BACKGROUND: The rate of reexcision in breast-conserving surgery remains high, leading to delay in initiation of adjuvant therapy, increased cost, increased complications, and negative psychological impact to the patient.1 (-) 3 We initiated a phase 1 clinical trial to determine the feasibility of the use of intraoperative magnetic resonance imaging (MRI) to assess margins in the advanced multimodal image-guided operating (AMIGO) suite. METHODS: All patients received contrast-enhanced three-dimensional MRI while under general anesthesia in the supine position, followed by standard BCT with or without wire guidance and sentinel node biopsy. Additional margin reexcision was performed of suspicious margins and correlated to final pathology (Fig. 1). Feasibility was assessed via two components: demonstration of safety and sterility and acceptable duration of the operation and imaging; and adequacy of intraoperative MRI imaging for interpretation and its comparison to final pathology. Fig. 1 Schema of AMIGO trial RESULTS: Eight patients (mean age 48.5 years), 4 with stage I breast cancer and 4 with stage II breast cancer, were recruited. All patients underwent successful BCT in the AMIGO suite with no AMIGO-specific complications or break in sterility during surgery. The mean operative time was 113 min (range 93-146 min). CONCLUSIONS: Our experience with AMIGO suggests that it is feasible to use intraoperative MRI imaging to evaluate margin assessment in real time. Further research is required to identify modalities that will lead to a reduction in reexcision in breast cancer therapy.

David Calligaris, Diana Caragacianu, Xiaohui Liu, Isaiah Norton, Christopher J Thompson, Andrea L Richardson, Mehra Golshan, Michael L Easterling, Sandro Santagata, Deborah A Dillon, Ferenc A Jolesz, and Nathalie YR Agar. 2014. “Application of Desorption Electrospray Ionization Mass Spectrometry Imaging in Breast Cancer Margin Analysis.” Proc Natl Acad Sci U S A, 111, 42, Pp. 15184-9.Abstract

Distinguishing tumor from normal glandular breast tissue is an important step in breast-conserving surgery. Because this distinction can be challenging in the operative setting, up to 40% of patients require an additional operation when traditional approaches are used. Here, we present a proof-of-concept study to determine the feasibility of using desorption electrospray ionization mass spectrometry imaging (DESI-MSI) for identifying and differentiating tumor from normal breast tissue. We show that tumor margins can be identified using the spatial distributions and varying intensities of different lipids. Several fatty acids, including oleic acid, were more abundant in the cancerous tissue than in normal tissues. The cancer margins delineated by the molecular images from DESI-MSI were consistent with those margins obtained from histological staining. Our findings prove the feasibility of classifying cancerous and normal breast tissues using ambient ionization MSI. The results suggest that an MS-based method could be developed for the rapid intraoperative detection of residual cancer tissue during breast-conserving surgery.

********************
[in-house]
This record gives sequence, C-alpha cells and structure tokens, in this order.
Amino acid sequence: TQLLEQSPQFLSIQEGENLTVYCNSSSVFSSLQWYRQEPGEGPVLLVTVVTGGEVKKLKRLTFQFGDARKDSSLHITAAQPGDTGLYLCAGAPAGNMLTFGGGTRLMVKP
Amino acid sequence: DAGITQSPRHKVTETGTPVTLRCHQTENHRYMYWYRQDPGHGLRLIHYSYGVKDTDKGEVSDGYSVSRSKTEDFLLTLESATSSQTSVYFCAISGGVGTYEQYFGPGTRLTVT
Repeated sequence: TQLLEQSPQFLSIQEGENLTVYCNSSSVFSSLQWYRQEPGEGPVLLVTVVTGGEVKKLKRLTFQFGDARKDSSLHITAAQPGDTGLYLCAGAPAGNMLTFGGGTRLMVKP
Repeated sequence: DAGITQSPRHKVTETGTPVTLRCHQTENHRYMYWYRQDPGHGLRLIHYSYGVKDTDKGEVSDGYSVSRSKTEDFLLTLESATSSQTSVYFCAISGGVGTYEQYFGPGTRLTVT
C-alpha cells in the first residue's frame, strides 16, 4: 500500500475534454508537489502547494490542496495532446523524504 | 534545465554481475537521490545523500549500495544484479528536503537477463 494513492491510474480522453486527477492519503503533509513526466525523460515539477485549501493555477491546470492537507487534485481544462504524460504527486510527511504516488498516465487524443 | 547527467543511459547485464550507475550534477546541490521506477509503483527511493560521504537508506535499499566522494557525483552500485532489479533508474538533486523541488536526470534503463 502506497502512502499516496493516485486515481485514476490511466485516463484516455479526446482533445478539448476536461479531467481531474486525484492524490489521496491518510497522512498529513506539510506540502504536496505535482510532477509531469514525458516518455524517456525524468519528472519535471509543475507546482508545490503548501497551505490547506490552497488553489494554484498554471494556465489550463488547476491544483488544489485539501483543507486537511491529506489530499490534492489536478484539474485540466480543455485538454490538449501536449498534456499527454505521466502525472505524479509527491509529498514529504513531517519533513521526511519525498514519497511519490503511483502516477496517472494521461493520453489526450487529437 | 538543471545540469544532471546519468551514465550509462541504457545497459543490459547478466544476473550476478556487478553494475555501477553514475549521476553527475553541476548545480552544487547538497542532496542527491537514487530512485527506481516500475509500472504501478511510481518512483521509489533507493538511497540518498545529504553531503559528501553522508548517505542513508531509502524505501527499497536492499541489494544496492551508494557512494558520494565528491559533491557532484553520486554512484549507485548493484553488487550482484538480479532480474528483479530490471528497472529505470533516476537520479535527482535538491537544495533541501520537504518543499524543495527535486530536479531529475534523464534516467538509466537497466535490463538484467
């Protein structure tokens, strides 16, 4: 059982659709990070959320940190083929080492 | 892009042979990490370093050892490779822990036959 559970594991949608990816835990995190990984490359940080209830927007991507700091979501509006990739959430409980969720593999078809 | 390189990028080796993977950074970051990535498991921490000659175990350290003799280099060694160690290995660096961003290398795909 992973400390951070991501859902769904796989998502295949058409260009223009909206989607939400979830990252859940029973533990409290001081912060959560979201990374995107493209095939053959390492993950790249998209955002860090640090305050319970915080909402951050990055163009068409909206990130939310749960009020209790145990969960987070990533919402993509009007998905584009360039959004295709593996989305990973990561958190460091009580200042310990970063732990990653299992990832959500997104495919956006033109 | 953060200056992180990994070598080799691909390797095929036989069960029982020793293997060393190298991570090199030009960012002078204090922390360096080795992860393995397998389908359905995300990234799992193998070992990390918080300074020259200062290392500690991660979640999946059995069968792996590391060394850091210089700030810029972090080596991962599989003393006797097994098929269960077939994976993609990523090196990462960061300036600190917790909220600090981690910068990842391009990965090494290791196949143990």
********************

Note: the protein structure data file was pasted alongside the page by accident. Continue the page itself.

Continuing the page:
Jagadaeesan Jayender, Sona Chikarmane, Ferenc A Jolesz, and Eva Gombos. 2014. “Automatic Segmentation of Invasive Breast Carcinomas from Dynamic Contrast-Enhanced MRi using Time Series Analysis.” J Magn Reson Imaging, 40, 2, Pp. 467-75.Abstract

PURPOSE: To accurately segment invasive ductal carcinomas (IDCs) from dynamic contrast-enhanced MRI (DCE-MRI) using time series analysis based on linear dynamic system (LDS) modeling. MATERIALS AND METHODS: Quantitative segmentation methods based on black-box modeling and pharmacokinetic modeling are highly dependent on imaging pulse sequence, timing of bolus injection, arterial input function, imaging noise, and fitting algorithms. We modeled the underlying dynamics of the tumor by an LDS and used the system parameters to segment the carcinoma on the DCE-MRI. Twenty-four patients with biopsy-proven IDCs were analyzed. The lesions segmented by the algorithm were compared with an expert radiologist's segmentation and the output of a commercial software, CADstream. The results are quantified in terms of the accuracy and sensitivity of detecting the lesion and the amount of overlap, measured in terms of the Dice similarity coefficient (DSC). RESULTS: The segmentation algorithm detected the tumor with 90% accuracy and 100% sensitivity when compared with the radiologist's segmentation and 82.1% accuracy and 100% sensitivity when compared with the CADstream output. The overlap of the algorithm output with the radiologist's segmentation and CADstream output, computed in terms of the DSC was 0.77 and 0.72, respectively. The algorithm also shows robust stability to imaging noise. Simulated imaging noise with zero mean and standard deviation equal to 25% of the base signal intensity was added to the DCE-MRI series. The amount of overlap between the tumor maps generated by the LDS-based algorithm from the noisy and original DCE-MRI was DSC = 0.95. CONCLUSION: The time-series analysis based segmentation algorithm provides high accuracy and sensitivity in delineating the regions of enhanced perfusion corresponding to tumor from DCE-MRI.